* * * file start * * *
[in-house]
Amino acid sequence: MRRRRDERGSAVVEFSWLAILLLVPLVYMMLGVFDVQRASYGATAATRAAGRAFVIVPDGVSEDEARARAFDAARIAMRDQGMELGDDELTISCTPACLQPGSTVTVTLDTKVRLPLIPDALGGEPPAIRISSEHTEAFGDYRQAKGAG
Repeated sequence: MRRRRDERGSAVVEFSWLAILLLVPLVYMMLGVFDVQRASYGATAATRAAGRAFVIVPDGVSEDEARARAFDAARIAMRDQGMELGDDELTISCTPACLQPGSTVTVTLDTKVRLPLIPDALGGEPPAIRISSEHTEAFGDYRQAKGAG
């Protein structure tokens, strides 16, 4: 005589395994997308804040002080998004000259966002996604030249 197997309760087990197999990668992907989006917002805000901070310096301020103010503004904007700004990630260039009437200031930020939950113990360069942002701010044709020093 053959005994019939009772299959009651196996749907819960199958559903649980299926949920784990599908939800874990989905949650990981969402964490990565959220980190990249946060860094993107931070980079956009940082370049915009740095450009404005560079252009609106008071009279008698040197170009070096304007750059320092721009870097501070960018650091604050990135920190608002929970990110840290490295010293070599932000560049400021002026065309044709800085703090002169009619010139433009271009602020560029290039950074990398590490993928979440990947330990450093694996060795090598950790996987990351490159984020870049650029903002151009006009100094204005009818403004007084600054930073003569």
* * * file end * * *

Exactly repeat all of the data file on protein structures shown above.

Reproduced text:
[in-house]
Amino acid sequence: MRRRRDERGSAVVEFSWLAILLLVPLVYMMLGVFDVQRASYGATAATRAAGRAFVIVPDGVSEDEARARAFDAARIAMRDQGMELGDDELTISCTPACLQPGSTVTVTLDTKVRLPLIPDALGGEPPAIRISSEHTEAFGDYRQAKGAG
Repeated sequence: MRRRRDERGSAVVEFSWLAILLLVPLVYMMLGVFDVQRASYGATAATRAAGRAFVIVPDGVSEDEARARAFDAARIAMRDQGMELGDDELTISCTPACLQPGSTVTVTLDTKVRLPLIPDALGGEPPAIRISSEHTEAFGDYRQAKGAG
């Protein structure tokens, strides 16, 4: 005589395994997308804040002080998004000259966002996604030249 197997309760087990197999990668992907989006917002805000901070310096301020103010503004904007700004990630260039009437200031930020939950113990360069942002701010044709020093 053959005994019939009772299959009651196996749907819960199958559903649980299926949920784990599908939800874990989905949650990981969402964490990565959220980190990249946060860094993107931070980079956009940082370049915009740095450009404005560079252009609106008071009279008698040197170009070096304007750059320092721009870097501070960018650091604050990135920190608002929970990110840290490295010293070599932000560049400021002026065309044709800085703090002169009619010139433009271009602020560029290039950074990398590490993928979440990947330990450093694996060795090598950790996987990351490159984020870049650029903002151009006009100094204005009818403004007084600054930073003569």